Specifically, two LM2500+ gas turbines will power Bougainville (LHA 8), the U.S. Navy’s newest multi-purpose amphibious assault ship. Construction is expected to begin shortly according to shipbuilder Huntington Ingalls Industries. GE LM2500+ gas turbines also power first-in-class USS America (LHA 6) and Tripoli (LHA 7). Tripoli is currently under construction and was launched on May 1; it will be christened on September 16, 2017. The LHA ships use the same LM2500+ gas turbine hybrid electric propulsion system as the U.S. Navy’s USS Makin Island (LHD 8) amphibious assault ship. Thanks to this unique propulsion system, the U.S. Navy expects to see fuel savings of more than $250 million over the course of the ship's life cycle.
Separately, a GE LM2500 engine in a combined diesel and gas turbine propulsion system will power the U.S. Coast Guard’s ninth National Security Cutter (NSC). All ships in the NSC Legend class feature the same LM2500 gas turbine system.
Kimball (NSC 7) was launched by Huntington Ingalls Industries in Pascagoula, Mississippi, on March 4, 2017; the keel for sister ship Midgett (NSC 8) was authenticated on January 27, 2017.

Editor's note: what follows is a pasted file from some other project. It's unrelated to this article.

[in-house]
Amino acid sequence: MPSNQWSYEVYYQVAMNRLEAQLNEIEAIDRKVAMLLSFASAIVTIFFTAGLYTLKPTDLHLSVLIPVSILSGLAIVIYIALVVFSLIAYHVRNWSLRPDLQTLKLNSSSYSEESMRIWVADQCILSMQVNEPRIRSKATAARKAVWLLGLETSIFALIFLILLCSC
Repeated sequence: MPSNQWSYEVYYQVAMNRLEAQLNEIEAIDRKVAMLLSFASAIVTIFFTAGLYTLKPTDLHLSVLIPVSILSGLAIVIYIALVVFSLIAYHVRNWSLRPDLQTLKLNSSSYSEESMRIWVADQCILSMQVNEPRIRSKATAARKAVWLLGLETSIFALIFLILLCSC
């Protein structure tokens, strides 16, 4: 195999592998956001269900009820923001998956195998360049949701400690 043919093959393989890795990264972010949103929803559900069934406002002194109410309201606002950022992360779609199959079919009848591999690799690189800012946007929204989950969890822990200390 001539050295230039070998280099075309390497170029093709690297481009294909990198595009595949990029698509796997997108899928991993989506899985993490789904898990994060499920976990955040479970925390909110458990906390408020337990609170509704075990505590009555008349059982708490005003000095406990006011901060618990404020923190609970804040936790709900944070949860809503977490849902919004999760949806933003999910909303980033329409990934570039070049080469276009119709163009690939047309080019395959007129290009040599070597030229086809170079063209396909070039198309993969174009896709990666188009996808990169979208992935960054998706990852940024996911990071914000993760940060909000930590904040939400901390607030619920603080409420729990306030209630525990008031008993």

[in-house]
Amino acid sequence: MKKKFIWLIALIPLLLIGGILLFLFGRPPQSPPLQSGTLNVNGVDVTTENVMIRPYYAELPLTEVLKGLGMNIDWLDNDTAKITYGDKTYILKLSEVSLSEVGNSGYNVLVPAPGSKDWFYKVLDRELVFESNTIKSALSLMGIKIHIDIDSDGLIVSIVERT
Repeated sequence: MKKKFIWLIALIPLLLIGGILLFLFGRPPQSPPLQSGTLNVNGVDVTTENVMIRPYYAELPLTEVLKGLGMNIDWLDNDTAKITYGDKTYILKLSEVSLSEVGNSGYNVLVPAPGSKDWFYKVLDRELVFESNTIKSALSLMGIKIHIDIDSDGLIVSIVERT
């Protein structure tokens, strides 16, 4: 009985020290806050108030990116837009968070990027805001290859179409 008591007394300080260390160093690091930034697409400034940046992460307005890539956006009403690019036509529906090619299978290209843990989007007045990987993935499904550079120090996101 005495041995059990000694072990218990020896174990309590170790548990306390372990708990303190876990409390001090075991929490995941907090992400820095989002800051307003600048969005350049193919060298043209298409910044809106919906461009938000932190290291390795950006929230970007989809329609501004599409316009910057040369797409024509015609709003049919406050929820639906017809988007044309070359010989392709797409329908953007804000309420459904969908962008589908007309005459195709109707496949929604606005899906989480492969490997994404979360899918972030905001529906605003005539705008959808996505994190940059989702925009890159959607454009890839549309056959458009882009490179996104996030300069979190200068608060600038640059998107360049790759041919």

GE marine gas turbines can be applied in a variety of propulsion configurations so naval architects have the design flexibility to best match speed, endurance and mission payload requirements. The LM2500 family of marine gas turbines is manufactured at GE’s Evendale, Ohio, factory.
The U.S. Navy is GE’s largest marine gas turbine customer, taking delivery of over 700 LM2500 family of engines that operate aboard surface combatants such as frigates and destroyers. Globally, more than 1,450 GE gas turbines log over 15 million hours serving 35 navies on 600 naval ships for 100 military ship programs ranging from cruisers, patrol boats and corvettes to frigates, amphibious ships and aircraft carriers.